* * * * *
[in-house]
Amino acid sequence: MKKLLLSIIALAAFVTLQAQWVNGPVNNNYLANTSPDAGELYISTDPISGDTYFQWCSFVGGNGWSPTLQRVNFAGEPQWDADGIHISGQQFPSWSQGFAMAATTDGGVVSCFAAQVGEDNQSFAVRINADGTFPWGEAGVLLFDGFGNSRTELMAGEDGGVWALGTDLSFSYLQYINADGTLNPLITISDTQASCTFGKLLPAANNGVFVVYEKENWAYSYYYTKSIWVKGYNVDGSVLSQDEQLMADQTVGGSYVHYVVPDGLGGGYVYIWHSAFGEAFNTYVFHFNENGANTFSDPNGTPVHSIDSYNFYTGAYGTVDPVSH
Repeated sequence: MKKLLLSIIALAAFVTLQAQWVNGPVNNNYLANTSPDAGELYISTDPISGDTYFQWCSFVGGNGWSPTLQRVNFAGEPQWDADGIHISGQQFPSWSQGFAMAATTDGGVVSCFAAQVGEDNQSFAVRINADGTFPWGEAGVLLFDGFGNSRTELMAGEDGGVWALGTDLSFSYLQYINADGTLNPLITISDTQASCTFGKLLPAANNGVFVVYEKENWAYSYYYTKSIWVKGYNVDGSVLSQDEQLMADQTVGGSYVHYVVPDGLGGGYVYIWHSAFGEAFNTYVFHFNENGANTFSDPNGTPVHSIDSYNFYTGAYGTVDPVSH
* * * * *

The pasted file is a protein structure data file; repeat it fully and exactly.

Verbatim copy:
[in-house]
Amino acid sequence: MKKLLLSIIALAAFVTLQAQWVNGPVNNNYLANTSPDAGELYISTDPISGDTYFQWCSFVGGNGWSPTLQRVNFAGEPQWDADGIHISGQQFPSWSQGFAMAATTDGGVVSCFAAQVGEDNQSFAVRINADGTFPWGEAGVLLFDGFGNSRTELMAGEDGGVWALGTDLSFSYLQYINADGTLNPLITISDTQASCTFGKLLPAANNGVFVVYEKENWAYSYYYTKSIWVKGYNVDGSVLSQDEQLMADQTVGGSYVHYVVPDGLGGGYVYIWHSAFGEAFNTYVFHFNENGANTFSDPNGTPVHSIDSYNFYTGAYGTVDPVSH
Repeated sequence: MKKLLLSIIALAAFVTLQAQWVNGPVNNNYLANTSPDAGELYISTDPISGDTYFQWCSFVGGNGWSPTLQRVNFAGEPQWDADGIHISGQQFPSWSQGFAMAATTDGGVVSCFAAQVGEDNQSFAVRINADGTFPWGEAGVLLFDGFGNSRTELMAGEDGGVWALGTDLSFSYLQYINADGTLNPLITISDTQASCTFGKLLPAANNGVFVVYEKENWAYSYYYTKSIWVKGYNVDGSVLSQDEQLMADQTVGGSYVHYVVPDGLGGGYVYIWHSAFGEAFNTYVFHFNENGANTFSDPNGTPVHSIDSYNFYTGAYGTVDPVSH